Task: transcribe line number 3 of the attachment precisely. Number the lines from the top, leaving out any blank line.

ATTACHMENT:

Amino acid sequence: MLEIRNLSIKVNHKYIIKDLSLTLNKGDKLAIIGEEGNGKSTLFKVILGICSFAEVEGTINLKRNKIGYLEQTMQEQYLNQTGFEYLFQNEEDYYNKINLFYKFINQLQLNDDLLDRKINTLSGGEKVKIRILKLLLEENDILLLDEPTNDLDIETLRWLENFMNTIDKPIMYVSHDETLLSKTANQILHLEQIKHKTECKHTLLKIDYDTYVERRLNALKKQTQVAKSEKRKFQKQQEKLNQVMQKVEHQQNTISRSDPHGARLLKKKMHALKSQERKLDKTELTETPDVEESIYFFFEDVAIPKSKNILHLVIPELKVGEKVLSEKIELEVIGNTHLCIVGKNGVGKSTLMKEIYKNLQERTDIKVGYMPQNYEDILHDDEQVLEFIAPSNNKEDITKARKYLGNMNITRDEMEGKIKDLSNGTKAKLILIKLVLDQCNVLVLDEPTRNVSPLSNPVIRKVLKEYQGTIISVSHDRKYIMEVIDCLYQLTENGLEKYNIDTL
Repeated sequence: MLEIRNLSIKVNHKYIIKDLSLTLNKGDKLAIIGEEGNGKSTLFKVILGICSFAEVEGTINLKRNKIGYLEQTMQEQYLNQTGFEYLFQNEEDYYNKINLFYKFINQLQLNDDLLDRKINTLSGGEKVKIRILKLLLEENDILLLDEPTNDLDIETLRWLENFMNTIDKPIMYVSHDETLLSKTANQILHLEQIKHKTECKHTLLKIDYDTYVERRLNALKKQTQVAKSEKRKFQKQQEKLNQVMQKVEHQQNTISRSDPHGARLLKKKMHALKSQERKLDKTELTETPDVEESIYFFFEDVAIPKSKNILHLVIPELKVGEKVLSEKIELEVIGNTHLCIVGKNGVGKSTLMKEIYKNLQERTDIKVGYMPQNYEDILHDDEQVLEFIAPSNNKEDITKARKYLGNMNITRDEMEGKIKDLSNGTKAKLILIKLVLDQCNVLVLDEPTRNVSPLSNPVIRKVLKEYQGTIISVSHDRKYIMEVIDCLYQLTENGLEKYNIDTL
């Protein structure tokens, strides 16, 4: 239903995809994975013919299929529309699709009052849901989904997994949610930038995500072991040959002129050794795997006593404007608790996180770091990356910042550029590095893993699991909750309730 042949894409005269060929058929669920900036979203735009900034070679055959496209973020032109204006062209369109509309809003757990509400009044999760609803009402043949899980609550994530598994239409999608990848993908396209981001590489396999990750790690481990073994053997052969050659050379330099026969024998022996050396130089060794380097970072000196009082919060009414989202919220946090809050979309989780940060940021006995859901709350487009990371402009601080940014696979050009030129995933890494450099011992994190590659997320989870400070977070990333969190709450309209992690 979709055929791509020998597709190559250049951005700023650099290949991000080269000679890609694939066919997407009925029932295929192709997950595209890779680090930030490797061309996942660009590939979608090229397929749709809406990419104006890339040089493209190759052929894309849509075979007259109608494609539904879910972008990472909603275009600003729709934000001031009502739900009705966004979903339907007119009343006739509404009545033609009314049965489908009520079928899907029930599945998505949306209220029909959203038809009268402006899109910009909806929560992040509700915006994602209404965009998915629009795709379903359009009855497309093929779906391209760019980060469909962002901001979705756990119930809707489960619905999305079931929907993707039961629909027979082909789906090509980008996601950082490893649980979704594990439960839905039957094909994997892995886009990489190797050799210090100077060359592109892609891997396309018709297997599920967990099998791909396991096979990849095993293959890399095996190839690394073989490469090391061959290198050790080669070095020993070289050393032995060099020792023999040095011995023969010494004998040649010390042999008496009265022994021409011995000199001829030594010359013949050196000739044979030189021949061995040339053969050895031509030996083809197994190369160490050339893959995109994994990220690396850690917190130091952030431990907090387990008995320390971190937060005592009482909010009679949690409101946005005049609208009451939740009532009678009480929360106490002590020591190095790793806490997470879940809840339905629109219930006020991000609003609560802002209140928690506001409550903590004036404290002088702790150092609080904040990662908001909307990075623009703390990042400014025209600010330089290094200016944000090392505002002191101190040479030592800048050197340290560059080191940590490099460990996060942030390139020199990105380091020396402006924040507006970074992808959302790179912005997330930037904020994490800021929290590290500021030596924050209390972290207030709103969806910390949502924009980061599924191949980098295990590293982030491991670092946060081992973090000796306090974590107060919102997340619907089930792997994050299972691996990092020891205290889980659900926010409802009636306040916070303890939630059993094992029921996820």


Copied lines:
């Protein structure tokens, strides 16, 4: 239903995809994975013919299929529309699709009052849901989904997994949610930038995500072991040959002129050794795997006593404007608790996180770091990356910042550029590095893993699991909750309730 042949894409005269060929058929669920900036979203735009900034070679055959496209973020032109204006062209369109509309809003757990509400009044999760609803009402043949899980609550994530598994239409999608990848993908396209981001590489396999990750790690481990073994053997052969050659050379330099026969024998022996050396130089060794380097970072000196009082919060009414989202919220946090809050979309989780940060940021006995859901709350487009990371402009601080940014696979050009030129995933890494450099011992994190590659997320989870400070977070990333969190709450309209992690 979709055929791509020998597709190559250049951005700023650099290949991000080269000679890609694939066919997407009925029932295929192709997950595209890779680090930030490797061309996942660009590939979608090229397929749709809406990419104006890339040089493209190759052929894309849509075979007259109608494609539904879910972008990472909603275009600003729709934000001031009502739900009705966004979903339907007119009343006739509404009545033609009314049965489908009520079928899907029930599945998505949306209220029909959203038809009268402006899109910009909806929560992040509700915006994602209404965009998915629009795709379903359009009855497309093929779906391209760019980060469909962002901001979705756990119930809707489960619905999305079931929907993707039961629909027979082909789906090509980008996601950082490893649980979704594990439960839905039957094909994997892995886009990489190797050799210090100077060359592109892609891997396309018709297997599920967990099998791909396991096979990849095993293959890399095996190839690394073989490469090391061959290198050790080669070095020993070289050393032995060099020792023999040095011995023969010494004998040649010390042999008496009265022994021409011995000199001829030594010359013949050196000739044979030189021949061995040339053969050895031509030996083809197994190369160490050339893959995109994994990220690396850690917190130091952030431990907090387990008995320390971190937060005592009482909010009679949690409101946005005049609208009451939740009532009678009480929360106490002590020591190095790793806490997470879940809840339905629109219930006020991000609003609560802002209140928690506001409550903590004036404290002088702790150092609080904040990662908001909307990075623009703390990042400014025209600010330089290094200016944000090392505002002191101190040479030592800048050197340290560059080191940590490099460990996060942030390139020199990105380091020396402006924040507006970074992808959302790179912005997330930037904020994490800021929290590290500021030596924050209390972290207030709103969806910390949502924009980061599924191949980098295990590293982030491991670092946060081992973090000796306090974590107060919102997340619907089930792997994050299972691996990092020891205290889980659900926010409802009636306040916070303890939630059993094992029921996820």